Interact 2012

      As I was sorting out the 14,000 files (90GB) produced during Third Year, I came across Interact - the much talked about, extremely terrifying and exciting project for Architecture, Civil Engineering and Quantity Surveying students in Glasgow. Although it took place in early 2012, I am glad I’ve decided to write about it just now – this is one of the cases where some distance and a chance to analyse things calmly is clearly needed.

So, the Interact project: a collaboration between 4 universities - Mackintosh School of Architecture, University of Glasgow, Glasgow Caledonian University and the University of the West of Scotland - aims to prepare the Construction Industry students for the professional world. As students, we learn what the ‘others’ do – but only in theory; yet we have heard all the clich├ęs and have been brought up with the knowledge that architects and engineers simply cannot co-exist. Interact aims to teach us otherwise, by putting us into mixed teams with a common aim: to deliver a ‘buildable’ building that will be graded by each of the professions/universities. At the end of the project, each team presents what they have achieved, and the best ones are selected to compete in the Final. Sounds great.

In reality, there was quite a bit of drama. The fears, stories and excitement about Interact had started long before the project itself. We remembered the previous years, where several architects had broken down and were seen crying, or instead commanding their scared engineers around. My coursemates were speculating who they would get; whether they preferred a girl/boy engineer; some were sharing winning tactics while others organised a massive Architects+Engineers+QS Party. As soon as our team lists were up, everyone rushed to Facebook to try and find who they will be working with. I tried to get some tips from an engineering friend who had participated in Interact a year before, and he promised to help if there was any trouble with my engineers. In short, the atmosphere was quite tense even before we started.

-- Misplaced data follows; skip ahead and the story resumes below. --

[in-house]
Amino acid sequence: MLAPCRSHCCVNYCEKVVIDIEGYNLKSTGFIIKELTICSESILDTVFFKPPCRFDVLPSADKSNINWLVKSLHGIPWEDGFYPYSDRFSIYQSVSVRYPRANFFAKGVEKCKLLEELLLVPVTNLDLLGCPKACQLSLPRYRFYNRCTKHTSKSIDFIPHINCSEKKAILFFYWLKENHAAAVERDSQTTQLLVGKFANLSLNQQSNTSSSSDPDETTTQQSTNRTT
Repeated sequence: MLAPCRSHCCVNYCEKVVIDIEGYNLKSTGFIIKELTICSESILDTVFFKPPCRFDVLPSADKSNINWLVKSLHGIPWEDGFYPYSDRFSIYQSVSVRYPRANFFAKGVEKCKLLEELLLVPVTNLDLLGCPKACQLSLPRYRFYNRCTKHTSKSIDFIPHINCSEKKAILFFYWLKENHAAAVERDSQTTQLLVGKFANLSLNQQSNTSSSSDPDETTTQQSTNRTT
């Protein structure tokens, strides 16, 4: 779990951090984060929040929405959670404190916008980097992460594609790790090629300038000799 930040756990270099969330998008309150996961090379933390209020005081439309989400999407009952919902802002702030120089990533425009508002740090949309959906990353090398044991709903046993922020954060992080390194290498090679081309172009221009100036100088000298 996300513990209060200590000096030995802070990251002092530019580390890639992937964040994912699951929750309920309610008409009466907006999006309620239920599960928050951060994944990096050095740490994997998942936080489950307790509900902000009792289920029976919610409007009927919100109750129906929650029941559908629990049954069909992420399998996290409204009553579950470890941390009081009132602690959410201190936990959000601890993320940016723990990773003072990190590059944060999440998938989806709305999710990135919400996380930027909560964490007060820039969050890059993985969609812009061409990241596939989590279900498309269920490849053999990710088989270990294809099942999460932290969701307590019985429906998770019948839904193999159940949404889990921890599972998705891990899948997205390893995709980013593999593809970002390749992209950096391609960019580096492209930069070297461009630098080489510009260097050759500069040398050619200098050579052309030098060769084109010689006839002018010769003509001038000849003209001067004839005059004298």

And then we had our first meeting: architects clutching their models/drawings, engineers walking around the massive hall and looking for their team number, while the small number of QS students seemed lost in the crowd. Soon, both my engineers had joined the table – yet still more and more of their classmates seemed to stop nearby, all staring at my Tower model. I ended up explaining it not only to my new teammates, but to a number of their friends as well, who in turn invited others to look at ‘the crazy building’. I soon realised this collaboration was going to be more challenging than I could expect: my engineers still had a puzzled look, and their classmates reacted by patting them on the back, wishing ‘good luck’ and saying they were now happy with what their own architects had produced.

Using sectional models for development: the one from our first Interact meeting is highlighted

Interact clearly demonstrated how different our thinking and education was. Turns out that my engineers had not seen a sectional model before, so a lot of their original confusion was caused by them thinking the whole building was a massive cantilever. Once that - and the fact the tower typology is not going away – was clear, we had to find a way of sharing information so we could work independently. Two-dimensional CAD drawings were of little help because the spaces were interlocking in numerous ways and difficult to imagine in 3D, I suggested using Rhino to share 3d-models but my engineers had not used it before – so we ended up meeting a lot and using physical models that could be photographed, twisted around and even poked – as a quick way of testing their behaviour when a force is applied. The fact that the design was not finished and I kept changing the dimensions did not help either.

Although all the technical details were really important at the time and I’ve learned a lot about how an engineer understands a building, it’s the human interaction that really made Interact memorable. One of the highlights was the argument with my engineer about how the concrete part of the building was going to be constructed: pre-fabricated or cast in-situ. That night, I took out a pile of books about concrete and spent the night writing a 1,500 word e-mail about this, which started with: “I want to reinforce again that I am not stubborn and uncompromising, but...” Later, we found this episode quite funny and included the screenshot of the email in our presentation - the audience found the image of an angered architect, passionate about his concrete, rather entertaining. The engineers also said I was too obsessed with the building - ‘my baby’, whereas they kept calculating how much Interact meant in terms of their final grade, and whether they should really be investing this much time.